Visiting a typical late twentieth century university, you would find people in the mathematics department who studied the mathematical structure of inference and definition, and in the psychology department you would find people studying the human practice of reasoning and representation. Not many people climbed the fence between the mathematicians and the psychologists. But fences have invited peeping all through history, both in world literature and in reality. Contacts between mathematics, logic, psychology, philosophy and linguistics go back a long way and in recent years they have intensified, taking on board computer science too. There is now a growing body of substantial research on human reasoning with contributions from all these disciplines.
The aim of this issue is to show by example what the current interface of logic and psychology looks like, in the hands of some of its best practitioners.
Broadly speaking, each of the nine papers in this collection addresses some crucial human cognitive ability, ranging from classics such as language interpretation, number sense, and logical inference, to more modern themes such as belief change and interactive communication. Moreover, these themes are approached in a variety of ways.
Psychologists study behaviour directly, often by controlled experiments, and many of the papers report on that. But we can also look for other levels of description for homo sapiens. Nowadays, we can make brain scans of people while they carry out certain tasks; we can see how people behave when their brains are in some way defective; and we can analyse how the relevant thinking is emulated in a neural net. Alternatively we can model behaviour at a much more abstract level, by showing that it follows norms of rationality, given the concepts and the goals involved. Logic comes in here, with techniques that range from truth tables to games. The papers in this volume illustrate all these levels, where the highly abstract can meet the very concrete in surprising ways, as in the recent discovery that so-called default logics match neural nets.
Turning to the specific cognitive processes represented here, Cowles et al. investigate some classical linguistic mechanisms (topic and focus) involved in understanding who or what is being referred to, and hence the textual coherence needed for successful language interpretation. Knauff studies a wide variety of standard patterns of logical inference, taking the topic much deeper into brain research than would have seemed possible a few years ago, and shows how making inferences involves language, vision and other modules in the brain. Next, Garcez et al. discuss possible neural mechanisms to support a broader range of inferential procedures, viz. deduction, induction and abduction. Clark and Grossman study the prerequisites of computation, another classic cognitive skill, combining logic and experimental work in a resourceful way to conclude that number sense is not built on our understanding of language. And while these three activities may be thought of as involving just a single agent, Benz and van Rooij analyse a typical interactive cognitive skill, viz. optimal communicative behaviour among several agents in cooperative dialogue.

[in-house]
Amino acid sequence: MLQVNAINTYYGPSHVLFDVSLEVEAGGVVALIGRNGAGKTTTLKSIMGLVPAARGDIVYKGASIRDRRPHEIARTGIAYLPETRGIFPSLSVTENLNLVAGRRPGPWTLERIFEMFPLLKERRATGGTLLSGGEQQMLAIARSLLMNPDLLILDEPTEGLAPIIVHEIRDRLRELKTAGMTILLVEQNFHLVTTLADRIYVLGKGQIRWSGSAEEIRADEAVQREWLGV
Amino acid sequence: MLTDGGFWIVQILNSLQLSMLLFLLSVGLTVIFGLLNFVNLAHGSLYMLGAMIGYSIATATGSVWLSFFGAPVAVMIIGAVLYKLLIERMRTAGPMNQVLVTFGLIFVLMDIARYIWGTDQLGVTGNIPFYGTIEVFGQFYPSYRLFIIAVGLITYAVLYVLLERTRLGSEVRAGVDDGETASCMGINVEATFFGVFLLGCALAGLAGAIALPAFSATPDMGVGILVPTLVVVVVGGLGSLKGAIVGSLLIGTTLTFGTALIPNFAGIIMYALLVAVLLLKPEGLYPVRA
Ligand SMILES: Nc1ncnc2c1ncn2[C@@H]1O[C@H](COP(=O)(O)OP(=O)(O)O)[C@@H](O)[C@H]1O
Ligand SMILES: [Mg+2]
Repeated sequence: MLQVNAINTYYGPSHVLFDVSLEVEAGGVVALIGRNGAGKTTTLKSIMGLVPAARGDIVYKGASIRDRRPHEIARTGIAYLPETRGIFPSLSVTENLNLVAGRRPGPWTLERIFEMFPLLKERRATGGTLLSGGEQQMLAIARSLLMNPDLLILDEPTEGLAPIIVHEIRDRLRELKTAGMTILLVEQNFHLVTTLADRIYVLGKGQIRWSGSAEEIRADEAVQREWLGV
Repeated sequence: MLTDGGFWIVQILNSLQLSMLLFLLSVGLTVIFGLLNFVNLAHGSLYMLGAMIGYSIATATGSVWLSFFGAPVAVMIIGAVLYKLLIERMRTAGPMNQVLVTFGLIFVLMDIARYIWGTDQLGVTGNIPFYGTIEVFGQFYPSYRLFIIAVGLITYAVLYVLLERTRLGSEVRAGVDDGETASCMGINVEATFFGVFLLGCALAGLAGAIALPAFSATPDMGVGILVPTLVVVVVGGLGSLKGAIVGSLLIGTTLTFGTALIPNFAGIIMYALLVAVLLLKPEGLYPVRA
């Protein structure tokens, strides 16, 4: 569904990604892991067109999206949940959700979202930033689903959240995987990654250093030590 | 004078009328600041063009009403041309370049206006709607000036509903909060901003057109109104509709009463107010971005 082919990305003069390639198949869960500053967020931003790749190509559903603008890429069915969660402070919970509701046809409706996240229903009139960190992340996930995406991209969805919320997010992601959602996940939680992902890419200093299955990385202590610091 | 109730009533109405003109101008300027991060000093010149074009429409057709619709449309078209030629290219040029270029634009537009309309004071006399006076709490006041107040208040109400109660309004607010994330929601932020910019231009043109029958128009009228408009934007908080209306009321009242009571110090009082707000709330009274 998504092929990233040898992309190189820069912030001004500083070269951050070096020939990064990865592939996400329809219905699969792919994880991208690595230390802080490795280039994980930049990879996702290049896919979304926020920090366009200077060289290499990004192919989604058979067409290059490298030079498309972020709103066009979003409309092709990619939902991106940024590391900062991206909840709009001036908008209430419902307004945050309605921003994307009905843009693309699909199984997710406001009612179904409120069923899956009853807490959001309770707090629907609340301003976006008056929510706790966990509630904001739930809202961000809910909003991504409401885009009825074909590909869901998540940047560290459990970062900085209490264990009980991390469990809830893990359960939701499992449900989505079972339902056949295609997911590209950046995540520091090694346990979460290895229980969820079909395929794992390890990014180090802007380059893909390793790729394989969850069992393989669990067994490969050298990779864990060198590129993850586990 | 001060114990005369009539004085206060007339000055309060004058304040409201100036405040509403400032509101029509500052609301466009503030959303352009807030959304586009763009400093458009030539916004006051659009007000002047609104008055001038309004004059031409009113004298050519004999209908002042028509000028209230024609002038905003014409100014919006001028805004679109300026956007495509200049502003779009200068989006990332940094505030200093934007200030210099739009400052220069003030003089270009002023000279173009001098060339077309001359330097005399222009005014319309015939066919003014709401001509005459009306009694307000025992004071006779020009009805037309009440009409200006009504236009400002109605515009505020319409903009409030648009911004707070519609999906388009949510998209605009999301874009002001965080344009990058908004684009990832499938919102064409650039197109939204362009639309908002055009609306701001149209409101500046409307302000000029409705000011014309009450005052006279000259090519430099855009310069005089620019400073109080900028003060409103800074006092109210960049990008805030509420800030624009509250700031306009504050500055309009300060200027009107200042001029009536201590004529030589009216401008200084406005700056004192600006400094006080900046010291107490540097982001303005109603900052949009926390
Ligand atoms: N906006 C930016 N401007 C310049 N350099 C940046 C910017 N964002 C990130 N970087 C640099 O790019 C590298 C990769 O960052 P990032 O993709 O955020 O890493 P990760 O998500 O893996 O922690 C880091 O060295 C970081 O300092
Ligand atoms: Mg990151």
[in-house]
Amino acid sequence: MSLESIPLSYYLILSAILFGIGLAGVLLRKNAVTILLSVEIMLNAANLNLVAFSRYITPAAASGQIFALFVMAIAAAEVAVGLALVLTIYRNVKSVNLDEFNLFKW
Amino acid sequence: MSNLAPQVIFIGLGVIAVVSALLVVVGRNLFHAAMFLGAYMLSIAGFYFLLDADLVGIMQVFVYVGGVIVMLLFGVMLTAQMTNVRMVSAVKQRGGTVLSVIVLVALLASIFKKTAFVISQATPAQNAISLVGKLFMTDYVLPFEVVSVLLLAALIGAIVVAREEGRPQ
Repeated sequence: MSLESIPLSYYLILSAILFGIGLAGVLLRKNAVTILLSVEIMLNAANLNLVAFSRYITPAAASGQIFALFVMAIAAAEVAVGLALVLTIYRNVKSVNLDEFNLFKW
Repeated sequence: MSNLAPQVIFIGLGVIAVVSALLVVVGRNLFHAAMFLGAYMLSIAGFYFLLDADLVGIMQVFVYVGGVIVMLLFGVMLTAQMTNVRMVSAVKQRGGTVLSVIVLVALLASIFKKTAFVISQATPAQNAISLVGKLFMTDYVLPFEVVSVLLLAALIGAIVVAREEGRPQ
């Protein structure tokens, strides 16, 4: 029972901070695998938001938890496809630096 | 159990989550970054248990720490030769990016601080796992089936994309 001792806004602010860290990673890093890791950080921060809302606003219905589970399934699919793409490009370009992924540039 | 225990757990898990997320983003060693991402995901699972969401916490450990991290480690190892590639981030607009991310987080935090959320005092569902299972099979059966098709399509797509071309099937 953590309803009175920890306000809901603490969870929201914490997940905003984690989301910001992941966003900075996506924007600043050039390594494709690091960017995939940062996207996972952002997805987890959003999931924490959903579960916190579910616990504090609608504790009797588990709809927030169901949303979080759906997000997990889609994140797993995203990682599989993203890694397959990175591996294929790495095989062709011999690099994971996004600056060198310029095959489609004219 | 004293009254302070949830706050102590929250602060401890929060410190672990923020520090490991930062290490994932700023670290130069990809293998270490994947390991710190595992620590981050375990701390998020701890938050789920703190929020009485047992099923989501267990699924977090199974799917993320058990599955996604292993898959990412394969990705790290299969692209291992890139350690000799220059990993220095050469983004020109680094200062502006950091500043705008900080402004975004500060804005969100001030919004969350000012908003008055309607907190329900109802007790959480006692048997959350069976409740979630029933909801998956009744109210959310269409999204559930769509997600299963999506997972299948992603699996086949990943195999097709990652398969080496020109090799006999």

One pervading theme in studies of human reasoning, both classical and modern, is that of conditional sentences, using the word ‘if’. Quite a few papers in this collection show that these sentences continue to provide new cognitive questions and new insights. Politzer gives an overall assessment of the state of the art in cognitive studies of conditional sentences, and suggests new directions in thinking about their modelling. Stenning and van Lambalgen present a logical analysis of the steps needed in reasoning with conditionals, and use this as a tool for uncovering brain mechanisms, with applications to understanding brain disorders. Leitgeb raises the fundamental question what state of mind constitutes a “conditional belief”, drawing on philosophical epistemology. And finally, it has long been acknowledged that conditionals encode tendencies to revise our beliefs, when presented with new information. Castelfranchi and Lorini analyse the notion of surprise, its role as a trigger for belief change, and the logical representations that best account for this essential cognitive process that keeps us attuned to the world, and interactive with other human beings.
Clearly these papers are the beginning of a tale. Each of them separately opens up a larger research area, and viewing them together suggests new research connections. There are many further shared topics between logic and psychology that might have been included—for example speaker’s meaning versus hearer’s meaning, or the spatial and temporal reasoning that keep us oriented in this physical world, or the fast-growing modern research on learning mechanisms. But we have already strained the bounds of a single Topoi volume—we thank Fabio Paglieri for his patience. We are deeply grateful to our authors for their enthusiastic cooperation.